What has driven the need for more innovation around pension choices at retirement?
The 2015 Pension Freedom rules gave people far more flexibility about taking their retirement benefits, but also added a lot of complexity too. We’ve gone from a situation where members didn’t have to think too much about retirement — although the
main option, an annuity at 65, wasn’t necessarily their preferred choice, to now where
the choices available mean members have to think and make active decisions about a whole host of issues, from how much income they’ll need, to how long they need their pension funds to last. Most people find this overwhelming, and with financial advice not always chosen by many, we are looking at how we can design product options and strategies that can help guide people through this process.
What could a guided retirement strategy look like?
The guided retirement concept is still in development, but we are hoping to offer it as an option to members from next year. This approach will essentially split members retirement funds into three main pots: a flexible drawdown plan to provide income during the early years of retirement, a smaller fund for unexpected expenditure and a pot to buy a later life annuity, which is likely to kick in at around the age of 80.
This gives members the benefit of a degree of flexibility in the early years of retirement, while also offering the reassurance, via the later life annuity element, that they will not run out of money later in life — regardless of how long they live, or how their investments perform.
We are currently investigating whether the later life annuity can be a deferred annuity.
This approach also addresses issues around cognitive decline. With conventional drawdown people are free to switch to an annuity at a later stage, provided there are sufficient funds left, but some may feel less confident making these decisions in their 80s. This approach has the potential to be a game-changer. It is a relatively simple product, and people like simplicity. But it still leaves them in control of their money when they retire.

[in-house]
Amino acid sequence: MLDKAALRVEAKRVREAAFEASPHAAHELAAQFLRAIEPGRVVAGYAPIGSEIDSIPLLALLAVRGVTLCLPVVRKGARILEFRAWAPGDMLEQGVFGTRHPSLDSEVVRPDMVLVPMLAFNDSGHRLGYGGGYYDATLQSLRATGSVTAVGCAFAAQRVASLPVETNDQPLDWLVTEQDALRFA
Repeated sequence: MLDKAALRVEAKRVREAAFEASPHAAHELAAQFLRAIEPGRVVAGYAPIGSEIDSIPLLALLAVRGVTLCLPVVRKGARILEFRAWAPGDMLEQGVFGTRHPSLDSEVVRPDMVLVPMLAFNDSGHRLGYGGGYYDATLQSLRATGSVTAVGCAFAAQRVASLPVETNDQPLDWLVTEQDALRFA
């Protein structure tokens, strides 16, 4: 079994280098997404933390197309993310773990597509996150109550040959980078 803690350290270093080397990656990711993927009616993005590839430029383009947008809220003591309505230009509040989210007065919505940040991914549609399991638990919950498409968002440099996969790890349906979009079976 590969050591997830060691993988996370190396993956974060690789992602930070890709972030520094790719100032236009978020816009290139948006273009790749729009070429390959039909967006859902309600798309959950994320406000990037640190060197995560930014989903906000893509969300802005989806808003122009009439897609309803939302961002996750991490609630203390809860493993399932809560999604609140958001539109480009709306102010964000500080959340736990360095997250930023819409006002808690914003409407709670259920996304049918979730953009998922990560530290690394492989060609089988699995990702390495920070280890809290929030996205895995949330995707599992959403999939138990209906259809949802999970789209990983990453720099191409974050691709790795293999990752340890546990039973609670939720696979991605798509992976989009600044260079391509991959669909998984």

Will a guided retirement approach change accumulation investment strategies?
The idea behind the guided retirement approach is to have a ‘to and through’ retirement strategy that aligns the accumulation phase to the decumulation phase, and creates a whole-of-life journey. To get members ready for the decumulation phase their assets will be gradually moved into the appropriate investment strategies towards the end of the accumulation phase, so yes, there will be a change to accumulation investment strategies.
Does guided retirement reduce the need for financial education around pensions?
Definitely not! We see education and engagement as being key to delivering better member outcomes in retirement. Segmentation will remain important when it comes to delivering information on pensions, including details of this new guided approach. Although it is important to provide general awareness of how pensions can be accessed at retirement and the choices available, it’s not as crucial to those just starting out on their long term savings journey. But as people move through their 40s and 50s they start to think about retirement. This is a good opportunity to educate members about retirement options. Their future plans might also affect investment choices made at this stage, so engagement should step up as people approach retirement and have to make important financial decisions about how they take their pension benefits.
This isn’t the end of the journey however. There’s a need for guidance and engagement post-retirement, particularly for members in drawdown or a guided retirement solution. People need to know whether they are taking too little or too much from their drawdown plans, and the impact that can have on their income at a later stage.